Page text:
Buck Shelford - legend © Getty Images
Club News Wayne Shelford - legend for club and country
Wayne Shelford is returning to the Gardens on Thursday, November 14th in the next of the club's 'An Audience With...' series. But why is he so revered not just in Northampton, but also in his native New Zealand?
Wayne ‘Buck’ Shelford was quite possibly the one player who symbolised the magnitude of the Northampton Saints revolution of the late 1980s and early 90s. The signing of the former All Black captain was a real coup for the club, as he was still then one of the highest-profile players in the world.
And yet his capture shows how different things were in the amateur era, achieved as it was over a couple of beers in Llanelli during New Zealand’s undefeated British tour of 1989. Shelford arrived in the October of 1990 at the end of the New Zealand domestic season, just in time to watch the newly promoted Saints suffer a 60-0 hammering by Orrell.
However, the Kiwi’s influence was such that by mid-April 1991 First Division survival and a Pilkington Cup final place had both been achieved – made all the sweeter by the semi-final’s 18-10 victory over the same side who had inflicted that earlier humiliation. Unfortunately Shelford missed the final in an abortive attempt to win back his international place for the upcoming World Cup. His presence was missed as Saints went down 25-13 to Harlequins.
Shelford might not have been the same dynamic player who helped New Zealand win the inaugural World Cup in 1987. Nevertheless the leadership qualities that helped him never be beaten as an All Black captain, and be instrumental in the establishment of the North Harbour union in 1985, were still very much clear.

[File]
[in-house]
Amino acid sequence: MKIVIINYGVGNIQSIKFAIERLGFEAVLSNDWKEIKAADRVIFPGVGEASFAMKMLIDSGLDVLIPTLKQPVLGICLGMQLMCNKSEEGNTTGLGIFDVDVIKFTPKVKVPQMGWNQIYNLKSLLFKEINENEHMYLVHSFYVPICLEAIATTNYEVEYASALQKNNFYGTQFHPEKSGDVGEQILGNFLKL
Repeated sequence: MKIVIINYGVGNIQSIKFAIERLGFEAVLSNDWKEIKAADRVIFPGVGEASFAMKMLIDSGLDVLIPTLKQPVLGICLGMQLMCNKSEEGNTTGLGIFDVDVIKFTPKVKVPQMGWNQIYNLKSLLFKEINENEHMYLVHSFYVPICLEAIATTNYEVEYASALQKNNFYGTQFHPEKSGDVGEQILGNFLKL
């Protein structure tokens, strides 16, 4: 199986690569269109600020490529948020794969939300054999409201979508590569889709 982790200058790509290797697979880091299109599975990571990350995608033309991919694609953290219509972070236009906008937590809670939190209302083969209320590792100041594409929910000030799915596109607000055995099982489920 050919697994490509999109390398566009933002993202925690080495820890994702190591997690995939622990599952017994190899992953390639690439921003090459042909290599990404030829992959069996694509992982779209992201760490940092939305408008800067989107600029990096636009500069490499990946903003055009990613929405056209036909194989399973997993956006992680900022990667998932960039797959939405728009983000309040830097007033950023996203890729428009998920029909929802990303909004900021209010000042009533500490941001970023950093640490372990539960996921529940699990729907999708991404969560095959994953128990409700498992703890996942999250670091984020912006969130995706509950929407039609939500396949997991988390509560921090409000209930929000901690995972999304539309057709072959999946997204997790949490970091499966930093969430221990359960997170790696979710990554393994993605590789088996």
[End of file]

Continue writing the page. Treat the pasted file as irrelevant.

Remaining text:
After his 1991 World Cup media commitments were over, Shelford returned to the Gardens in time to face Orrell in Division One. Unlike the previous season Saints overcame the Lancastrians to start an eight-match winning streak – including memorable victories over Gloucester and Leicester away – that took them to the top of the league.
Defeat at Nottingham, and results elsewhere, ruined title ambitions. However it was still a record season with the 1,000-point barrier smashed for the first time. The season also saw the emergence of Tim Rodber and Martin Bayfield from the ‘Wayne Shelford School of Excellence’ that the Saints pack had become.
Shelford left Northampton in 1993. Since then he has coached at North Harbour and Saracens, amongst others. But his presence is still very much evident at Franklin’s Gardens thanks to his massive portrait by Geoff Stalker, hanging – appropriately enough – in the ground’s ‘Heroes Bar’.
Tickets for 'An Audience With...Wayne Shelford' can be booked online 24/7 by CLICKING HERE and following the straightforward instructions. The evening includes a hot fork buffet.